Following the better news earlier Wednesday morning from the U.S. Labor Department on new claims for unemployment benefits, the latest reading on consumer sentiment from the Thomson Reuters/University of Michigan survey adds a little more hope for retailers for a good Black Friday kickoff to the holiday shopping season.
The consumer sentiment index rose from a final October reading of 72.3 to 75.1 for November, well above the median forecast for a reading of 73.5. The rise in sentiment was uneven, however, with lower income households still cautious and more concerned about jobs than spending. A preliminary reading from earlier this month gave a reading of 72, so it appears that continuing low interest rates and a never-ending rise in equity prices are giving consumers a boost heading into the holidays.
The three major market indexes initially slipped from daily highs after the sentiment index was released, but began to recover shortly thereafter. The S&P 500 has gained the most, up more than 0.5%.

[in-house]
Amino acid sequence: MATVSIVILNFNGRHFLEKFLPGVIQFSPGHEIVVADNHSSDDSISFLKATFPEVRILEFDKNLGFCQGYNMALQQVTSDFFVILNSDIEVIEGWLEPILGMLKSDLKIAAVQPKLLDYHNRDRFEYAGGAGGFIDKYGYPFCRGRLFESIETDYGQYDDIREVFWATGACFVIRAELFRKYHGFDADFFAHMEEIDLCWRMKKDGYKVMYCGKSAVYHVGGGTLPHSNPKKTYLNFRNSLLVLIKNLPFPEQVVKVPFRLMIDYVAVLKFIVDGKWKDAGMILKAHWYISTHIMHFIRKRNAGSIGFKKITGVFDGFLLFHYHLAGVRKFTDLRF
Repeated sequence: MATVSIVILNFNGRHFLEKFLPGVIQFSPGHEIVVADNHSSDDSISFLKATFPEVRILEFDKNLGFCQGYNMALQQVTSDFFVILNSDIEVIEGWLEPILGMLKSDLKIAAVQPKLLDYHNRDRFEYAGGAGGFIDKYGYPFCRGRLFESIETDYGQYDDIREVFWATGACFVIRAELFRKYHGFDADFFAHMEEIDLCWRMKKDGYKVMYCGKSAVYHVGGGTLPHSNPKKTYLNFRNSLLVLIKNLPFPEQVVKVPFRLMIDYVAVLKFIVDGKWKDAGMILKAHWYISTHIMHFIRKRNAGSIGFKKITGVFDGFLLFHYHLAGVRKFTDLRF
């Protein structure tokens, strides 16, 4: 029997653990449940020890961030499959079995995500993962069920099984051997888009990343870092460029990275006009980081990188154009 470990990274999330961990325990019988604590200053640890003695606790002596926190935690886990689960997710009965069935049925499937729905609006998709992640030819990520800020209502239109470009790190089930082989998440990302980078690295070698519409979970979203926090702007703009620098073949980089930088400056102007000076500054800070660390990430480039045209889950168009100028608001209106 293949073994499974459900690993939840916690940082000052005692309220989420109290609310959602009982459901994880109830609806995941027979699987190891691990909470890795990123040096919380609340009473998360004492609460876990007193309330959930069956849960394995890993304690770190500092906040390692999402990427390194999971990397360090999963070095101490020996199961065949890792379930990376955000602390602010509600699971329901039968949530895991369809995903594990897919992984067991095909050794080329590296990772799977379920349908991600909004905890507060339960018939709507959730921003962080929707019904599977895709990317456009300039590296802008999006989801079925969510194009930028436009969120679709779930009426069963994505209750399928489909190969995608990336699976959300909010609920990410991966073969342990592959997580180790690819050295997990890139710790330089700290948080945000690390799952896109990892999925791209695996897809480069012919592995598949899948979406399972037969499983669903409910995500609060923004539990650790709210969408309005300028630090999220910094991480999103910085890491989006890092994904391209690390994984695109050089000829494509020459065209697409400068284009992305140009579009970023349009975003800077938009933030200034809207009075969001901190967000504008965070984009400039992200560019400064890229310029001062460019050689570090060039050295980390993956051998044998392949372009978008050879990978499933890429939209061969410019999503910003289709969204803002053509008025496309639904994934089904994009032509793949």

The consumer sentiment sub-index on current conditions fell from 89.9 in October to 88, but that was higher than the preliminary reading of 87.2 and lower than the expected reading of 89. On the expectations sub-index, sentiment rose from 62.5 in October to 66.8, slightly higher than the expected reading of 66.2.
The impact of the government shutdown appears to have subsided, but the survey’s results are mixed at best. The pressure on retailers is not likely to be relieved by the implications of this report.